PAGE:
Biologists home in on the chemical that puts plants in bloom.
Last week, two papers in Science reported the discovery of florigen, a long-sought compound with the power to make flowers bloom. But if the celebration of its discovery seems a little muted, it is because many researchers have heard this claim before. And this time, the reports come as an old one is retracted amid charges of data manipulation.
The discovery of florigen was heralded in 2005, when another Science paper1 claimed that it was the RNA produced by a gene called FLOWERING LOCUS T, or FT. But now the authors of that paper have retracted their findings, and in its stead come two papers that say florigen is not FT RNA, but the protein produced by the FT gene.
The finding could solve a riddle that has been around since 1865, when German botanist Julius von Sachs observed that illuminating a single leaf on a darkened morning-glory plant was enough to prompt the plant to bloom. That suggested that a signal travelled from the leaf to the site of flower initiation. Some 70 years later, the signal was christened florigen by the Russian plant physiologist Mikhail Chailakhyan.
The hunt was on, and physiologists spent decades testing compounds extracted from flowering plants, only to fail to find the compound responsible. Over time, the florigen concept fell out of fashion, giving way to a hypothesis that the flowering signal was not a dedicated compound but rather a complex mix of nutrient and hormonal signals. “For a long time, florigen was the f-word,” says Joe Colasanti, a plant biologist at the University of Guelph in Ontario, Canada. “You didn't want to bring it up.”
But the recent work shows that researchers were looking in the wrong places over all those years, says Jan Zeevaart, an emeritus plant biologist at Michigan State University in East Lansing. Most people expected florigen to be a small chemical compound. “They weren't looking for proteins,” he says.
Then, in August 2005, two papers reported that although the FT gene produces RNA in the leaf, the encoded protein acts in the tip of the shoot, where flowers form. The simplest explanation was that a product of FT — either the RNA or the protein — somehow travelled from the leaf to the shoot tip. Within a month, a team led by Ove Nilsson of the Swedish University of Agricultural Sciences in Umeå announced that this product was FT RNA. Although that didn't rule out the possibility that the FT protein also travelled from leaf to shoot, it suggested that FT RNA was at least a component of florigen. The discovery was significant enough to make Science's list of 'Breakthroughs of the Year'.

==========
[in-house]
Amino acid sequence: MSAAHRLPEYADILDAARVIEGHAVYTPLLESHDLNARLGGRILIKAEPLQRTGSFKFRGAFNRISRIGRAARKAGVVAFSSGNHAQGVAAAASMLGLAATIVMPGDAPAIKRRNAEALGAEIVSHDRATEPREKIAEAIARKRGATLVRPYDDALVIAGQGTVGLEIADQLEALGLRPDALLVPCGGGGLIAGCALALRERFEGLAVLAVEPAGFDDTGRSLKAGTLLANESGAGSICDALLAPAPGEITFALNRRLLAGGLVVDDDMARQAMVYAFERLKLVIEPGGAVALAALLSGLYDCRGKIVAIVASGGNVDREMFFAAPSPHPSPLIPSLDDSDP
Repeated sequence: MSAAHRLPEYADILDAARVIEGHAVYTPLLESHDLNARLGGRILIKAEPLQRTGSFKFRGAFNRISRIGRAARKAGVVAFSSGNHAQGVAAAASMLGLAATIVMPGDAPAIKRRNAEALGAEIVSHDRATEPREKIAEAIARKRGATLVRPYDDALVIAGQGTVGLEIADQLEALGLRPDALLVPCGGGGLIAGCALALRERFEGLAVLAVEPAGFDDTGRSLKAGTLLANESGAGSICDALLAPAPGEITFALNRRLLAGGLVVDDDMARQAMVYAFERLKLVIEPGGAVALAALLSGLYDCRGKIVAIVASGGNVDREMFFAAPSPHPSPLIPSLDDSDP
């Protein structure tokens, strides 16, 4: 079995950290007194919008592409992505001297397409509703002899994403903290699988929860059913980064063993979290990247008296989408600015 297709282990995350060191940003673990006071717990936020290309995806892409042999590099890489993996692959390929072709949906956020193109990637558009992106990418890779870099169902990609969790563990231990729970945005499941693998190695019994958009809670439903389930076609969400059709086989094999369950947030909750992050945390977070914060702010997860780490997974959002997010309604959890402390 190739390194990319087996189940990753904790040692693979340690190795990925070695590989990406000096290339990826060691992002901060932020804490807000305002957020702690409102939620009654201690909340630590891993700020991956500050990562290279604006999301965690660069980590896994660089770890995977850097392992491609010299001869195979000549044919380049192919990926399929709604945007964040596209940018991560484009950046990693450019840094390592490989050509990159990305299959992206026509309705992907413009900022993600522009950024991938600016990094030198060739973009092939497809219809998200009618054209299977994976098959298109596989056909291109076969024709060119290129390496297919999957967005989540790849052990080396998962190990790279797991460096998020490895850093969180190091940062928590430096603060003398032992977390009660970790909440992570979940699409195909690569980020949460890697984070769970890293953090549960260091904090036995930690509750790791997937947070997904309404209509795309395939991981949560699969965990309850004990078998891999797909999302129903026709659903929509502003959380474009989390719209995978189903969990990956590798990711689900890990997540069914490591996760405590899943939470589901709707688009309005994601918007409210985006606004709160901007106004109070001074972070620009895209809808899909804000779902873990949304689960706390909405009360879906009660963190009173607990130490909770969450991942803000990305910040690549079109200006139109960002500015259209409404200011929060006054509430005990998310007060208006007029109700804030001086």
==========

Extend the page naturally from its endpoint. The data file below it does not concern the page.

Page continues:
But now Nilsson has retracted the paper and has accused Tao Huang, the paper's first author, of manipulating data. Nilsson says Huang selectively excluded some data points and statistically overweighted others. Huang, who left Nilsson's lab for a faculty position at Xiamen University in China after the paper was published, maintains that excluding the data was justifiable. He says he circulated the data — with excluded data points marked — to his lab colleagues before publication, but no one objected to the exclusion. Huang has not agreed to the retraction, calling it premature.
Nilsson's retraction was published at the same time that Science released the two new papers2,3. Both papers — one on the thale cress Arabidopsis and the other on rice — report that although FT gene expression is restricted to the leaves, the protein can travel to the tip of the shoot. And both papers fail to find evidence for movement of FT RNA.
The timing of the papers, coupled with what several researchers have described as an unusually short, 40-day review, has led some to speculate that the papers were pushed to publication more quickly to coincide with the retraction. But Katrina Kelner, Science's deputy editor for life sciences, says the review period was not abbreviated. “It was sensible to have them come out at the same time for maximum clarity of the literature,” she says. “We coordinated them, but the review process of those two papers was in no way abnormal.”
The new work comes with its own share of caveats. Both groups rely on commonly used but indirect measures of protein movement, and some researchers have pointed out that key controls are lacking.
Overall, however, many experts say the new papers are convincing. “None of these is really the killer experiment,” says Detlef Weigel of the Max Planck Institute for Developmental Biology in Tübingen, Germany. “But I would say the overwhelming evidence is that the protein moves.” Zeevaart goes even further. “The problem is solved,” he says.
But with a history as chequered as florigen's, not everyone is ready to close the book. “It's always good to be cautious,” says Colasanti, “especially in this field.”
Huang, T. et al. Science 309, 1694–1696 (2005).
Tamaki, S. et al. Science doi:10.1126/science.114753 (2007).
Corbesier, L. et al. Science doi:10.1126/science.114752 (2007).
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Ledford, H. Elusive flowering signal pruned of mystery at last. Nature 446, 956–957 (2007). https://doi.org/10.1038/446956a